6. Did I mention the bullpen? The Sox have the most dominant closer in baseball. A former dominant closer/starter in Smoltz, a stud in the making in Masterson (who I still want starting), a new stud in Ramirez and a mostly-good-but-still-young Delcarmen. Oh yeah, let's not forget Oki-Dokie who seemed to come on strong in the second half of 2008. On top of that, you know Theo will pick up another 3-5 "maybes" to compete in spring training.
Okay, so we have one glaring weakness (assuming health works in our favor) at the catcher position. While it was nice to get Josh Bard back, he's not much more than a nice upgrade over Doug "We Loved You Because You Could Catch Wakefield but Won't Be Said to See Your .201 Average Go Elsewhere" Mirabelli. Greg Zaun could be a decent stop gap for another year or so but really, they need to make a trade. here's the good news... with the acquisition of Smoltz, my money says they go after Jerod Saltamacchia of the Rangers with Bucholtz and one or two topp AAA prospects. I also wouldn't completely rule out 'Tek coming back for one more year, especially since Boras doesn't seem to be working his normal, "let me turn chicken shit into chicken salad" magic this year.

Have I got you fired up? At the very least, I've given all my BigP home boys some fodder to tell me why I'm off my rocker. Let 'em rip!

Photo: Courtesy

Wednesday, January 07, 2009

Admiring the 'tough-guy' athletes

I know this will come as a surprise to my Boston-sports-oriented blogging comrades and readers here on Big Papelbon, but I'm writing about cricket for my inaugural post.

Yes, cricket -- that sport where the guys dress all in white (well, in some forms of the game) and take breaks for "tea" in the middle of the action.

You see, when living in Brisbane, Australia for two years from mid-2001 - mid-2003, I became a crazy cricket fan, and a particularly strong supporter of the Australian national squad. (That's me in the photo below, in November 2002, just after watching a day's worth of cricket in the city of Adelaide.)

Bryan Person in Adelaide, Australia

Cricket has many similarities to my beloved game of baseball -- namely, the strategy, deliberate pace (games can last five days, at 6 hours a day), and romance with players of yesteryear.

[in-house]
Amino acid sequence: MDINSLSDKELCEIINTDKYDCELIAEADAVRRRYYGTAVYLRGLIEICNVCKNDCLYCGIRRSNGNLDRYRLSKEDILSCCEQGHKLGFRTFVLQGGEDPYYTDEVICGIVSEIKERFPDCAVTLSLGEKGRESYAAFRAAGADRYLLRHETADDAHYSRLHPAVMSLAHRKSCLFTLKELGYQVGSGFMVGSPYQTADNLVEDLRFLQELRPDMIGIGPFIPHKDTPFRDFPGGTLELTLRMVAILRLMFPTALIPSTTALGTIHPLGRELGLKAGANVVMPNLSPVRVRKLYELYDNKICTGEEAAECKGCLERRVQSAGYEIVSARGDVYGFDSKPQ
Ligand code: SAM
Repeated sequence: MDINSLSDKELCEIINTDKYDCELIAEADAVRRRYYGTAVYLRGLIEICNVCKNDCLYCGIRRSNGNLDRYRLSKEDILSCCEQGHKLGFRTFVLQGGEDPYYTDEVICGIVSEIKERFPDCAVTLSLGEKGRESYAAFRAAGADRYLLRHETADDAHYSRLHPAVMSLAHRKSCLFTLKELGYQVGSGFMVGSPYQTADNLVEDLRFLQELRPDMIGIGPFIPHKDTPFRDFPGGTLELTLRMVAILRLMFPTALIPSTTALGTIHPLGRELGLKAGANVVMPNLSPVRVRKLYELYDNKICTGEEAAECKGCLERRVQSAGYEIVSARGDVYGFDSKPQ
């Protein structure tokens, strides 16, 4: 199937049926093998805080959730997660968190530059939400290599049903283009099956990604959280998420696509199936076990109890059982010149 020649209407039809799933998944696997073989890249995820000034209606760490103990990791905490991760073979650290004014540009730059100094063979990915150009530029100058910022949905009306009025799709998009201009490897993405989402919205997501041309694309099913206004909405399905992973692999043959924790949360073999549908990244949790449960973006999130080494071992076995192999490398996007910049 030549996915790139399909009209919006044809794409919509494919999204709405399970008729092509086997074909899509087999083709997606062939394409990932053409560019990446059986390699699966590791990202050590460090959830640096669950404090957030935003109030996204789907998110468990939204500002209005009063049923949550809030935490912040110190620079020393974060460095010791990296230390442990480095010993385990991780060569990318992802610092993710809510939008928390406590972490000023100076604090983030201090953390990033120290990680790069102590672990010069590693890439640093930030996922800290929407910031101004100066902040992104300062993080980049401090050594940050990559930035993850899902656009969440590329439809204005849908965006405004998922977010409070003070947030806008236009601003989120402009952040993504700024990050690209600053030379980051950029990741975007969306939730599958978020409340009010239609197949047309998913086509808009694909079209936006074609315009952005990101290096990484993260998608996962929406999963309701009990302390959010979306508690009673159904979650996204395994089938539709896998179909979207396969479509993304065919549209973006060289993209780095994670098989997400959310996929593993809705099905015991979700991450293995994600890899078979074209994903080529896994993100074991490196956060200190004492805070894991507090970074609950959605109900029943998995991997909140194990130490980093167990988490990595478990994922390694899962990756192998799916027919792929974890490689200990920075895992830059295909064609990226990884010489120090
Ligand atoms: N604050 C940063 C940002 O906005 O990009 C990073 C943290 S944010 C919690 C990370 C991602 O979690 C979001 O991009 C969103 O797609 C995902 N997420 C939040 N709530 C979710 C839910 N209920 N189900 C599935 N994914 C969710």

And did you know that cricket was being played in the US before baseball was, and that the two sports were competing for our national attention until baseball won out around the time of World War I.

But before abandoning this post in a fit of hilarious laughter, just work with me here. There is a Boston sports tie-in here.

Playing with a broken hand

Some drama unfolded at the conclusion of today's Test match (a "Test" is one of those games that can last up to five days) between Australia and South Africa that I simply couldn't not write about.

South African captain Graeme Smith, who had been ruled out of the remainder of the match after breaking his hand a couple of days earlier, came to bat in the final hour of play to try and deny Australia a victory.

In the end, Smith was unsuccessful -- he was bowled out by Mitchell Johnson a mere 10 balls away from securing a hard-fought draw with the Aussies -- but he's already being hailed as the "bravest man in world cricket." The Australians congratulated Smith for his efforts, and the home-town Australian fans even stood in applause.

Much like a baseball hitter, a cricket batsman needs his hands to play the game. And Smith had a broken hand, yet still survived for 17 deliveries!

Which American athlete would do the same?

I have vague recollections of Kevin McHale playing in the NBA Finals on a broken foot in the 1980s, and Bruce Armstrong doing the same for the Patriots some 10 years ago. And Schilling and the bloody sock in 2004. (And yeah, I knew offensive linemen sometimes play with broken hands, too, but they're kind of loose cannons anyway, right?)

But who else from the Boston sports teams today can we imagine displaying the kind of integrity that Graeme Smith did?

Would Paul Pierce or KG play with a broken hand in a regular-season game in April against Cleveland, just to help secure home-field advantage throughout the playoffs?

Would Randy Moss play through a stress fracture in October?

Would J.D. Drew ... OK, let's not use that comparison. Would Dustin Pedroia or Kevin Youkilis stay in a game with a broken foot in the middle of May ?

We've seen former Red Sox superstars like Manny and Nomar beg out of games -- even critical games -- in the past with seemingly minor injuries (or non-existent ones, in Manny's case)?

We typically admire the tough-guy athletes, the ones who play through intense pain on the big -- and small -- stage, and potentially risk their careers in the process.

That's what Smith did for South Africa today. Wonder if one of "our guys" will ultimately do the same the next time that circumstance comes along?

Bryan Person blogs regularly at